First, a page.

Similarly to PreK, kindergarteners also designed an umbrella to keep Itsy dry. A few kindergarteners took a different approach and made our spider friend his own shelter! We learned that the plastic works best to protect Itsy from the rain.

First graders also worked together to come up with a way to keep Itsy dry. Working collaboratively helps us get lots of ideas from each other. We can accomplish so much more together! It can be so exciting when you come up with a solution as a team. “I think ours is going to work great, Moshe!” said Eliya.

Second graders are working on coming up with a solution to the design challenge, “How might we prevent habitat destruction and water scarcity in the Chihuahuan Desert so that we can protect animals?” Children in the second grade class love to build off of each other’s ideas.

In third grade, students learned about the 6 simple machines and how they help us do work. Students built structures that include at least two simple machines. Many children noticed that, interestingly, all of the structures incorporated an inclined plane.

Fourth and fifth graders began designing a Thanksgiving table made only out of 8 sheets of newspaper, an 8.5″ x 11″ piece of cardboard, and masking tape. Of course, our tables need to be able to hold a LOT of food, so we will be testing our tables’ strength by putting books on top. We can’t wait to see how much our tables can hold!

For an up-to-date explanation of what each grade is up to, come into the Design Lab and see our Bulletin Blog Board!

STEM Labs vs. STEAM Labs vs. MakerSpaces vs Design Labs: Whats the difference?

If you have been paying attention to educational buzzwords recently, you may have noticed a slow migration of thought.  First, we were obsessed with STEM (Science, Technology, Engineering, and Math).  Then we moved from STEM  to STEAM, adding an A for the Arts to humanize the purely scientific study of STEM.  This initiative was led by our partners and neighbors at the Rhode Island School of Design (RISD).   Many schools and universities are rebranding their STEM labs STEAM labs and beginning to incorporate art and the esthetics into their engineering and technology projects.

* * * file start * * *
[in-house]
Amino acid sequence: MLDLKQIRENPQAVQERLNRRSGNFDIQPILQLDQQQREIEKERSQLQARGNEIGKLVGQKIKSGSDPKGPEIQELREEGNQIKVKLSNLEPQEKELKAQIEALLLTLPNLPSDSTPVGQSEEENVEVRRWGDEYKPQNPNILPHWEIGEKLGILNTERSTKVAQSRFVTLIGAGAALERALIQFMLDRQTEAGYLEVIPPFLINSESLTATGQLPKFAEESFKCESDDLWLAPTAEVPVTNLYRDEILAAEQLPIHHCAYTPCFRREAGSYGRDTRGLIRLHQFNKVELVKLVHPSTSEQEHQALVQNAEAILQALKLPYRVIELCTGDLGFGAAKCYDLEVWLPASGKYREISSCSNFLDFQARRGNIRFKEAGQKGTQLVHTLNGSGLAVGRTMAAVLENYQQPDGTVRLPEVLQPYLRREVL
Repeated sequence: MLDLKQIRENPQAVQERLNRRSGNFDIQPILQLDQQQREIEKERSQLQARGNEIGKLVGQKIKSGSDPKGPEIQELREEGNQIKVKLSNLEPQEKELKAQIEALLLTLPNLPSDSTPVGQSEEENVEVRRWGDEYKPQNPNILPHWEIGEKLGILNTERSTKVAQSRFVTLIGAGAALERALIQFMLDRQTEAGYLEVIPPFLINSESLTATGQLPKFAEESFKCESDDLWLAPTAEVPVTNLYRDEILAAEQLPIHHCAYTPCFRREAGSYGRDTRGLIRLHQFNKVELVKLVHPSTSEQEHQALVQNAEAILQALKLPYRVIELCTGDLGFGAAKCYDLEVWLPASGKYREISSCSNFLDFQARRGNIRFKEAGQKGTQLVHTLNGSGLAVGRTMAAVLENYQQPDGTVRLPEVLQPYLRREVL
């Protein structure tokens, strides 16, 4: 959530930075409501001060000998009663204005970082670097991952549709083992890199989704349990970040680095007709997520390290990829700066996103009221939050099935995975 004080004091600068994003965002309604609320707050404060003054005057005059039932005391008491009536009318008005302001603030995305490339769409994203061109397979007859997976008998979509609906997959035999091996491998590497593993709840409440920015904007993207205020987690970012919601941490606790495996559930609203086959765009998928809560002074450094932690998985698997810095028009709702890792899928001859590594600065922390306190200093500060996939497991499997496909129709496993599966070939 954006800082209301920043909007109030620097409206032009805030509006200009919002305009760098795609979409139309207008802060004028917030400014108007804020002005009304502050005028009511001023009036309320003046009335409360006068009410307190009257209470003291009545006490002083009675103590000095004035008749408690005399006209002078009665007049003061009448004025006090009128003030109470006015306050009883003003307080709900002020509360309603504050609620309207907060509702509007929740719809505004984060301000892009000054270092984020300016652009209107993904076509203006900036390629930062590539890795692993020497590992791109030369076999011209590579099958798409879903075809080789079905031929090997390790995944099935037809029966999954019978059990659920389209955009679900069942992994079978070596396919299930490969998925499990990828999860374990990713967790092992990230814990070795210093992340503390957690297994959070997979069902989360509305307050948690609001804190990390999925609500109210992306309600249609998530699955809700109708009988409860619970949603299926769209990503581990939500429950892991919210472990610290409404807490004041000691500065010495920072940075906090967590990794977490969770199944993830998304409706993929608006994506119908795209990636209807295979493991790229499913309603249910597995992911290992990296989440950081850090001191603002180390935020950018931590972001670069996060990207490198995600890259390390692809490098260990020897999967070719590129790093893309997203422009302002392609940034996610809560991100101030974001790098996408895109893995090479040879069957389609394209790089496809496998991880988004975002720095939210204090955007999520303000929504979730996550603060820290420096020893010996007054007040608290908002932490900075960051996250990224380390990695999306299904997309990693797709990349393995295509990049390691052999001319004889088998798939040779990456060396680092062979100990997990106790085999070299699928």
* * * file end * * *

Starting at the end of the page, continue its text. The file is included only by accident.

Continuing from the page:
You may have also noticed the advent of Makerspaces.   The Maker movement is akin to a 21 century do-it-yourself shop class. People use the new tools of the trade – Arduino motherboards, 3D printers, vinyl cutters, and soldering irons.  The Maker movement is about creating with technology- not just buying it. Makers make their own cameras, musical instruments, computer tablets, drones and artificial limbs. It is an exciting way of mastering and welding technology that puts the power of curiosity, ingenuity, and initiative into the hands of everyone who wants to create.

Makerspaces are springing up all over the place-even in k-12 and elementary schools.  At the National Association of Independent Schools annual conference, held last week in Boston, 25 schools from across the country submitted their school’s Maker Spaces to a gallery for all to observe (JCSDRI was one of them:  Check out the NAIS Makerspace website here:)

The newest related buzzword is Design Thinking.  Design Thinking is essentially a way of looking at needs, problems, and solutions by putting people and values first.  It is ‘human centered’ and based primarily on empathy. The first role of the Designer is to observe, ask questions, understand the user’s needs and values, and the ‘make.’  The key mindsets of Design Thinking are a bias towards action, people above products, radical collaboration, rapid prototyping, and failing fast forward. Design thinking is about ‘how’ we think, before addressing content or skills.

We at JCDSRI love the STEAM movement (click here to learn more about our amazing relationship with Brown/RISD STEAM) and the Maker movement, but we are proud that what we have created is a DESIGN Lab. Design starts with values, empathy, and understanding.  These core human skills – asking, listening, observing, and empathizing are part of our Jewish and educational mission.


Tags:  K12, education, design, STEM, STEAM, Brown, RISD, kinderSTEAM,